Nimbla spoke to Rob Kelly about why he left a 30 year corporate career in Financial Services to launch ABL Partners last November. He also talks about the future of funding, and how SMEs can prepare for the Government loan schemes ending in April.
You launched ABL Partners last November. Can you talk about your background, and ABL’s mission?
Having spent most of 2020 on furlough it gave me time to reflect on my 30 years within the financial services industry. So in 2020 I decided to set up ABL Partners Ltd to assist UK SMEs in finding more flexible service offerings.
I founded ABL Partners to assist UK SMEs in sourcing commercial finance, bad debt, credit insurance and commercial insurance facilities that are fit for purpose.
Due to the ever-changing and challenging world we now live in, there are so many choices available, from Government-assisted loans to independent asset-based lending facilities, so making the correct choice is vital.
What trends are you seeing among your clients at the moment?
BBLS and CBILS loans are still the facility of choice at the moment, but the tide is beginning to turn, with businesses looking for facilities that will see them through the post-pandemic landscape.
Interest in invoice finance, supply-chain-funding and revolving lines of credit has increased. As we approach the April 2021 deadline for Government loans, alternative products like these can offer a more sustainable form of lending through 2021 and beyond.
As we approach the termination of Government support in April, what issues are businesses facing?
I think that people are a bit naive in assuming that the Government and banks will continue to assist if they default on their loans. The banks offered the original loans in good faith that they would be repaid.
Once a business starts getting into trouble with their Government-backed loans, even though they may have a really good business, the banks are likely to be reluctant to lend any more.
Businesses are approaching the stage where repayments of the Government loans are kicking in. From May, they are going to have to start paying back their loans and many haven’t accounted for that. This could be crippling for businesses.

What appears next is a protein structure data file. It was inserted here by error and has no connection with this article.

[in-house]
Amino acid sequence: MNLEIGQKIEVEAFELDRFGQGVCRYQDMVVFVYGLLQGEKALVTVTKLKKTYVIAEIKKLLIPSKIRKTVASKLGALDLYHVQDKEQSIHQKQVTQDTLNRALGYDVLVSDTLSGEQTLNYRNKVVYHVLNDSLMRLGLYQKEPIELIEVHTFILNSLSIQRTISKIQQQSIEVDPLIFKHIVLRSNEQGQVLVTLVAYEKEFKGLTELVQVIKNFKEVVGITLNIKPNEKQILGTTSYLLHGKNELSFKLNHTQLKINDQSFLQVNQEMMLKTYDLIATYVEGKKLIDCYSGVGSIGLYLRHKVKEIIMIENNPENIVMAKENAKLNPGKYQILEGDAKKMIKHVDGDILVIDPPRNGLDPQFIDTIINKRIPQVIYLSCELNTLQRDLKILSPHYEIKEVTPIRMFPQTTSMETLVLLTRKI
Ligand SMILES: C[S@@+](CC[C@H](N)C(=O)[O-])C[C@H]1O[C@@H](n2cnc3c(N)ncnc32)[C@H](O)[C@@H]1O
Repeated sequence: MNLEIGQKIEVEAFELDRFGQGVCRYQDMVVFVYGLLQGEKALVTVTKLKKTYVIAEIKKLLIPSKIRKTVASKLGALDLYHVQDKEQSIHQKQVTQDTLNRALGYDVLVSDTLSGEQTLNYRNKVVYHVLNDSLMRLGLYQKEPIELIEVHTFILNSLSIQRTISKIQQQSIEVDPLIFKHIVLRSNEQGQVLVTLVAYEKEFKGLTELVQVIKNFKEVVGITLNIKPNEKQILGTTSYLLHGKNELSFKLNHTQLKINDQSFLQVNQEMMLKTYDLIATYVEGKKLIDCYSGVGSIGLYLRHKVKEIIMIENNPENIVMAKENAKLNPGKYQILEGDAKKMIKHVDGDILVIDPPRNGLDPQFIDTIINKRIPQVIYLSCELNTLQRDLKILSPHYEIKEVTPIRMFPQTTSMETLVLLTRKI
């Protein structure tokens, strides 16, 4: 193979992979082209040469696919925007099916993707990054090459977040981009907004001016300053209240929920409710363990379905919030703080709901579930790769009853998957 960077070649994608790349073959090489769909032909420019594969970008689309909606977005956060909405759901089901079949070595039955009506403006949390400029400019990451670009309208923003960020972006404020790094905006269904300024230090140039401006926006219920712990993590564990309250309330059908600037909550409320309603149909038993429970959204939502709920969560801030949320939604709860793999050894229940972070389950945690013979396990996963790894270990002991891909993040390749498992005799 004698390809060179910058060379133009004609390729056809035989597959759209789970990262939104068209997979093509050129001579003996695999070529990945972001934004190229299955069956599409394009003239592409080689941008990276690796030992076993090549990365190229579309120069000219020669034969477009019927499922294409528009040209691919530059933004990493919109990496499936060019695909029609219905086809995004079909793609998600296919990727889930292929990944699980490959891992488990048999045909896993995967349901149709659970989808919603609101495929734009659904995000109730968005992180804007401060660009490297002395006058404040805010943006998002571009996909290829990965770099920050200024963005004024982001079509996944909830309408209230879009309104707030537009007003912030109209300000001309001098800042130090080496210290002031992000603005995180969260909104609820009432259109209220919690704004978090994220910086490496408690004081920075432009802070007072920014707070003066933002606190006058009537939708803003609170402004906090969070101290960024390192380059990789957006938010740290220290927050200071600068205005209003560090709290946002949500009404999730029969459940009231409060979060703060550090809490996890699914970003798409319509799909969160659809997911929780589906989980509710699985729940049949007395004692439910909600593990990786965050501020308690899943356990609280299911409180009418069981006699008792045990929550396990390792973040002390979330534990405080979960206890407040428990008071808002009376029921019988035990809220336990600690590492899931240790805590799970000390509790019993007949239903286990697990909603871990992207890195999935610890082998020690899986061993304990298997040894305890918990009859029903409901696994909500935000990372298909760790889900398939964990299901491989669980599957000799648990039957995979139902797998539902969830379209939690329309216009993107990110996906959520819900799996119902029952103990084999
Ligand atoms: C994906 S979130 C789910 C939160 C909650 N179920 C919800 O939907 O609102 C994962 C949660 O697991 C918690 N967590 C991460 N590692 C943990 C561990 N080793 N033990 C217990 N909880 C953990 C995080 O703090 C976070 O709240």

What support tools are available for businesses at the moment?
The Government support has been drained, but there are other assets on business’ balance sheets; debtors, stock, work in progress. Those can be funded, and also insured using Nimbla to mitigate the risk.
Business owners who are rejected for CBILS and BBILS should remember that it’s not the end of the world. There are other facilities available to them, like a selective invoice finance facility or a revolving line of credit.
Post Government support, cash really will be king. Releasing funds against invoices, stock and other assets on a balance sheet will be key to survival.
Business owners need to start planning now for when that first monthly Government loan repayment comes in, and for life post-pandemic.
Flexible finance facilities will be key in 2021/22, as businesses need to make sure that they don’t run out of cash.
What does the future of funding look like?
Banks could well be nervous about offering further funding to businesses that have obtained Government assistance, so there will be greater need for niche lenders.
There’s got to be more diversity. You’ve got to spread your risk in order to get the most out of what’s available to you. I’ve had two leads this week from a major high street bank, asking if I can find a lender. This will evolve over the next 2-3 years, and we’ll see more independent funding.
Post-Covid, it’s going to be a case of survival of the fittest. It may well be that a facility with one lender or provider isn’t enough, so you won’t have all your eggs in one basket.
What attracted you to Nimbla?
The ability to obtain instant limits via the portal is market leading and a win-win for both clients and introducers.
Bounce back and CBILS up to £250,000 have also had not involved a personal guarantee. Nimbla offers the security that enables businesses to continue to access funding without having to provide personal guarantees.